It was anticipated, at an early stage, that the contest between Spain and the colonies would become highly interesting to the United States. It was natural that our citizens should sympathize in events which affected their neighbors. It seemed probable, also, that the prosecution of the conflict, along our coast, and in contigiiou* coun/ries, would occasionally interrupt our commerce, and otherwise affect the persons and property of our citizens, These anticipations have been realized. Such injuries have been received from persons acting under the authority of both the parties, and for which redress has, in some instances, been withheld. Through every stage of the conflict, the United States have maintained an impartial neutrality, giving aid to neither of the parties in men, money, ships, or munitions of war. They have regarded the contest not in the light of an ordinary insurrection or rebellion, but as a civil war between parties nearly equal, having, as to neutral powers, equal rights. Our ports have been open to both, and every article the fruit of our soil, or of the industry of our citizens, which either was permitted to take, has been equally free to the other. Should the colonies establish their independence, it is proper now to state that this government neither seeks nor would accept from them any advantage in commerce or otherwise, which will not be equally open to all other nations. The colonies will in that event become independent states, free from any obligation to, or connexion with us, which it may not then be their interest to form on a basis of fair reciprocity.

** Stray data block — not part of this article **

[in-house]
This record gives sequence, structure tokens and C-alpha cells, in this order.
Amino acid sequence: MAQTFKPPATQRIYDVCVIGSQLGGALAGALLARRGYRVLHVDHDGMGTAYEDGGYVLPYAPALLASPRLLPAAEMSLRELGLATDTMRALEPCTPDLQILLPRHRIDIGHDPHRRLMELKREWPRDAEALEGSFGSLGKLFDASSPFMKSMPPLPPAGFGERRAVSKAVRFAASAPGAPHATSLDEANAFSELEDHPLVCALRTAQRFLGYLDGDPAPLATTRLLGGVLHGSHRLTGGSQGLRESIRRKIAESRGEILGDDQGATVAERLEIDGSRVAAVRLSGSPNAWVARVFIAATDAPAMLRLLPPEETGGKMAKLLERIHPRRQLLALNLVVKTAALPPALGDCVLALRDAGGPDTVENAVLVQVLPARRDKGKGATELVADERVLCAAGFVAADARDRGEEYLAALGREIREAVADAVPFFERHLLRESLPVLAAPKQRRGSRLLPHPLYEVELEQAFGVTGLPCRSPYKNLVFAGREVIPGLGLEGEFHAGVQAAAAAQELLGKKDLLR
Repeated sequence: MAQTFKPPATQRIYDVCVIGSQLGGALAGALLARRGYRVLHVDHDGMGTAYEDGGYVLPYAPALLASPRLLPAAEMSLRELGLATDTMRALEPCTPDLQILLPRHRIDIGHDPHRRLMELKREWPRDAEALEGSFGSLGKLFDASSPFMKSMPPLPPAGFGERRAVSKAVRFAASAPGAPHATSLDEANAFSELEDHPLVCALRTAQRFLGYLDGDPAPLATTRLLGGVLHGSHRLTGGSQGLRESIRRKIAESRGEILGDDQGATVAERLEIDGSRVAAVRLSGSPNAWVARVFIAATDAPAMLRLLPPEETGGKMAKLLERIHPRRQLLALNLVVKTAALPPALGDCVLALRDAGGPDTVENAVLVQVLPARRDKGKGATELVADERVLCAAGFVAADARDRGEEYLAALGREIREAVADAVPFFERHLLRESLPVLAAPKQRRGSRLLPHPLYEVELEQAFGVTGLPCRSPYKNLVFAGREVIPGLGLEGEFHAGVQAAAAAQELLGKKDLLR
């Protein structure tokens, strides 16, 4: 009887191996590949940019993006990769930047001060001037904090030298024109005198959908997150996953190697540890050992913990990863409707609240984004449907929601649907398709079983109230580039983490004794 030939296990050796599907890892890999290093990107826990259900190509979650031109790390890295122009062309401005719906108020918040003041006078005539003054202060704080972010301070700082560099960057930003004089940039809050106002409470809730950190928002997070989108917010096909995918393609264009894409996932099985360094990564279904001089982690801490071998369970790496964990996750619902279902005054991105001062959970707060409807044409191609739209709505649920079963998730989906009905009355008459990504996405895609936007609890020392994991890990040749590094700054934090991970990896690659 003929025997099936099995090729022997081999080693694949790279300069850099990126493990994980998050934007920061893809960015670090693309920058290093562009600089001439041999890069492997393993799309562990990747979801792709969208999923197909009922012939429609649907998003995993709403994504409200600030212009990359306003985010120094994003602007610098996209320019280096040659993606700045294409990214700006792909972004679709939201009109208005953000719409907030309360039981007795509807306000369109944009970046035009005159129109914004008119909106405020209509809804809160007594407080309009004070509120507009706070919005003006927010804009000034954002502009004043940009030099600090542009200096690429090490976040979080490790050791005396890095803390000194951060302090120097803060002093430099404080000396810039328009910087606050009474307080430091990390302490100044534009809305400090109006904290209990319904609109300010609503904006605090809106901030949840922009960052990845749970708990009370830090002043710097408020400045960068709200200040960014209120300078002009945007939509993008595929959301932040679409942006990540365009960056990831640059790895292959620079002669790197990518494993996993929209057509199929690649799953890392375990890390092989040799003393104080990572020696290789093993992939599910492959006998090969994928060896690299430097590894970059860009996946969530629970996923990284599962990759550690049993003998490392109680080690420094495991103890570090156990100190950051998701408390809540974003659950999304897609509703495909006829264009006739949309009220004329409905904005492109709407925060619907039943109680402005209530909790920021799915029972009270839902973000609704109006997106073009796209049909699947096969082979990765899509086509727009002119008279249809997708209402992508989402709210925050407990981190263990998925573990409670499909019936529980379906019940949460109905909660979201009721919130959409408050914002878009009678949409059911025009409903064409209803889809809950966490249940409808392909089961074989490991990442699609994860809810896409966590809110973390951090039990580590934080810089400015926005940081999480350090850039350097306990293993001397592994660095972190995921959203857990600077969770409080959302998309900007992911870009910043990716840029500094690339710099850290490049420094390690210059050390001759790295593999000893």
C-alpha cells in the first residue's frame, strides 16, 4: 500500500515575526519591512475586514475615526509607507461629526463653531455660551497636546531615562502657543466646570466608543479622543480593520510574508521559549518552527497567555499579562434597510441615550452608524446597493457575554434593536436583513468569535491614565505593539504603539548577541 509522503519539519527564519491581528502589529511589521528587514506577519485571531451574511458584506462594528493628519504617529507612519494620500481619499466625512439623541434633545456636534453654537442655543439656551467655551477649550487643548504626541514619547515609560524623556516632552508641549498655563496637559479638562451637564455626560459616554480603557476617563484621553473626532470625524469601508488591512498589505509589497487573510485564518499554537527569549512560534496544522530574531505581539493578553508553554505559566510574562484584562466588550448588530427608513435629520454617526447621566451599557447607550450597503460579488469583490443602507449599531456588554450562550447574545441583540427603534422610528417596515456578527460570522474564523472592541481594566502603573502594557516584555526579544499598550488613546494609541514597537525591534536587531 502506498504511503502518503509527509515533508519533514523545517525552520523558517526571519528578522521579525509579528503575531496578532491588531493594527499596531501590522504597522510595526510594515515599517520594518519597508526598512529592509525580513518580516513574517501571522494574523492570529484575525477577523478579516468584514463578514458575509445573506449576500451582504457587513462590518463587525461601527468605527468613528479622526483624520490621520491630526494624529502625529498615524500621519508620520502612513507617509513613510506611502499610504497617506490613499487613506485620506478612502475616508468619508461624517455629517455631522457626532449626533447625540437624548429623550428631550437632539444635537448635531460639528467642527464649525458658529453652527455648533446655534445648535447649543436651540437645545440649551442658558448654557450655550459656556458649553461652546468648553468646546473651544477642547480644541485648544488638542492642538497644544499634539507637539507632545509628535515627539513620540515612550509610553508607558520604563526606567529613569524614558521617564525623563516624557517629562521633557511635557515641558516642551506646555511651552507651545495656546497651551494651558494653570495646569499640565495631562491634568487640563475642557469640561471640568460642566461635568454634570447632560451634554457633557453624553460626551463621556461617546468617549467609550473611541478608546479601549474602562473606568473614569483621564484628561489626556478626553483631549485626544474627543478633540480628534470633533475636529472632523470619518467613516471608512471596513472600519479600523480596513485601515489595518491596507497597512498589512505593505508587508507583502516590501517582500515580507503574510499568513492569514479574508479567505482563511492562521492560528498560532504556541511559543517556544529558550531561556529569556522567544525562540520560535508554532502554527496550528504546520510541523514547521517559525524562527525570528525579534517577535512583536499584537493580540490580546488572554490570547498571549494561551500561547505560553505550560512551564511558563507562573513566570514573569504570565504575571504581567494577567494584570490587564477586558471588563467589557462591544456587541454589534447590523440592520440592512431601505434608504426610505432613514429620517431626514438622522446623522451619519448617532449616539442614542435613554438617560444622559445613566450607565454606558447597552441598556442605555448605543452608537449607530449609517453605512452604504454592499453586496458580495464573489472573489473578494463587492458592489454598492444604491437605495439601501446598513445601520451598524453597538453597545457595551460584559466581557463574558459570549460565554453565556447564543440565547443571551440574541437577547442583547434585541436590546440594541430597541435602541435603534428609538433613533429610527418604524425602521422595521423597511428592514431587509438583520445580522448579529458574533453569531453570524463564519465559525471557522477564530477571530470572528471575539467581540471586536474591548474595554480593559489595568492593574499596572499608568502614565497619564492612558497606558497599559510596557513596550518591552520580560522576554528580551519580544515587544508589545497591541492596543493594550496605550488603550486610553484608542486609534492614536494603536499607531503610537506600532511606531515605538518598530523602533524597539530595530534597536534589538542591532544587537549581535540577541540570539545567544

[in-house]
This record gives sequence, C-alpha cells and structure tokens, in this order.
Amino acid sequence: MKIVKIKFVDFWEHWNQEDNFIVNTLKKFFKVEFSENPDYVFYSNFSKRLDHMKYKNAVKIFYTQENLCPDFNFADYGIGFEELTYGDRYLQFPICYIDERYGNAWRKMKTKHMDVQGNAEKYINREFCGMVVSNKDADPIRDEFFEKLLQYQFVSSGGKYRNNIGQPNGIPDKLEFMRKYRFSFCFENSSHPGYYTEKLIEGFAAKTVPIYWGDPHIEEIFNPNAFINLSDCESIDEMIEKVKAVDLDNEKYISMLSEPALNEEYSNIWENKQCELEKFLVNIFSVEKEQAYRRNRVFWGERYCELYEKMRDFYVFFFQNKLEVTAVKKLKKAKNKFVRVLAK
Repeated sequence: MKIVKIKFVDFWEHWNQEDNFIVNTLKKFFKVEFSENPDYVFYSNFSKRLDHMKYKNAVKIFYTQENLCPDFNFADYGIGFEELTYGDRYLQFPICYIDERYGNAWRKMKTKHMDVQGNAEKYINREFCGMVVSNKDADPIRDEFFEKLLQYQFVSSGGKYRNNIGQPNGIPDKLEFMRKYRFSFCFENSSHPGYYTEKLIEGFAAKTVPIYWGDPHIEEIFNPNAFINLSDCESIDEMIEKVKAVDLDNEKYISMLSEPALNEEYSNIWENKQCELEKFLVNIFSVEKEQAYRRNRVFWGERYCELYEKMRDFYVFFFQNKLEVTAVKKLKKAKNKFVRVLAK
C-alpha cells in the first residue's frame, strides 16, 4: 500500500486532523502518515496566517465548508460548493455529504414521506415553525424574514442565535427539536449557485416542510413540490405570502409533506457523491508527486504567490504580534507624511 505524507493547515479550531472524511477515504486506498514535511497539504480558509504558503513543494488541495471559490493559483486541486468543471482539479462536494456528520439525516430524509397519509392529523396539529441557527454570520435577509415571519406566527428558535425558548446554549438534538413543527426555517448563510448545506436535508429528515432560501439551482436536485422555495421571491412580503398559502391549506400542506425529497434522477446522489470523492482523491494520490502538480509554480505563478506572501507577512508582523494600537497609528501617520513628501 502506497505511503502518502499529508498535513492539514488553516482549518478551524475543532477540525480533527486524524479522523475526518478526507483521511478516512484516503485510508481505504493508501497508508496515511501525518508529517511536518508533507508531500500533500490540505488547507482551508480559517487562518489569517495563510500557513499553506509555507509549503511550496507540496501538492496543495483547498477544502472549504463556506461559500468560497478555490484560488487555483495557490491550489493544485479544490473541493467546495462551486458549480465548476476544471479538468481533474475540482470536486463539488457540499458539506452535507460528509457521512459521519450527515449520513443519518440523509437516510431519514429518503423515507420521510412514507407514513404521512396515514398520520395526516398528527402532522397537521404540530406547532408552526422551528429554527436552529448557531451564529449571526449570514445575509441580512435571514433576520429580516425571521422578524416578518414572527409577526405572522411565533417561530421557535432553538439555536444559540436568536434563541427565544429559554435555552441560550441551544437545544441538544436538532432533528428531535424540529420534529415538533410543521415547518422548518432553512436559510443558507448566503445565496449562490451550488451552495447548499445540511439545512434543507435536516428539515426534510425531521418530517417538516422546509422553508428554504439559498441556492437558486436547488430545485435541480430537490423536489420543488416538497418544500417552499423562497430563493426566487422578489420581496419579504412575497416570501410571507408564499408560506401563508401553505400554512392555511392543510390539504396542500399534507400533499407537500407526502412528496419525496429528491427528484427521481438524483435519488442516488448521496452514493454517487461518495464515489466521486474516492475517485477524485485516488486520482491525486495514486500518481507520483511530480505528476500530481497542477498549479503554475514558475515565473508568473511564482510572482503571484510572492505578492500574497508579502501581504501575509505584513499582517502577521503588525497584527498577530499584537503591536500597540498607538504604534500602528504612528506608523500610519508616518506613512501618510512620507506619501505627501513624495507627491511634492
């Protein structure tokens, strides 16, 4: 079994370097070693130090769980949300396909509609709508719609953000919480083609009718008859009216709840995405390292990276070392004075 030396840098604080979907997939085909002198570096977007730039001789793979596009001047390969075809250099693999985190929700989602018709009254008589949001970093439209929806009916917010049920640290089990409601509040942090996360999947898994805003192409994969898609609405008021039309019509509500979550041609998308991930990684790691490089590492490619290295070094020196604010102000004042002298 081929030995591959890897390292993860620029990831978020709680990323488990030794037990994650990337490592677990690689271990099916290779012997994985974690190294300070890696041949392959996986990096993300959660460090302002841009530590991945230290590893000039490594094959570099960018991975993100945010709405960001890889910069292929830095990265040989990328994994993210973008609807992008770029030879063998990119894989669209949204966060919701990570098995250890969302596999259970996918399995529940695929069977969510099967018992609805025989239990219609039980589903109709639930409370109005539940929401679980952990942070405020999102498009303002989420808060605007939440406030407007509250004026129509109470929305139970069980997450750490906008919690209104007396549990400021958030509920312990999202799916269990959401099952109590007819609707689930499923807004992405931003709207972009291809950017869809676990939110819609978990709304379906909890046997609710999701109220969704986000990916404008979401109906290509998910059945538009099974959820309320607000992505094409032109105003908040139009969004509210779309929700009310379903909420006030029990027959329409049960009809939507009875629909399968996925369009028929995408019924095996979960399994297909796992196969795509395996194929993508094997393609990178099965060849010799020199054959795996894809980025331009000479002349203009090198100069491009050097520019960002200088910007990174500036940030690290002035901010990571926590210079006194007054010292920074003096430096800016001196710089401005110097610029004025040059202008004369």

In the summer of the present year, an expedition was set on foot against East Florida, by persons claiming to act under authority of some of the colonies, who took possession of Amelia Island, at the mouth of St. Mary's river, near the boundary of the state of Georgia. As the province lies eastward of the Mississippi, and is bounded by the United States and the ocean on every side, and has been a subject of negotiation with the government of Spain, as an indemnity for losses by. spoliation, or in exchange of territory of equal value, westward of the Mississippi, a fact well known to the world, it excited surprise that any countenance should be given to this measure by any of the colonies. As it would be difficult to reconcile it with the friendly relations existing between the United States and the colonies, a doubt was entertained whether it had been authorized by them, or any of them. This doubt has gained strength, by the circumstances which have unfolded themselves in the prose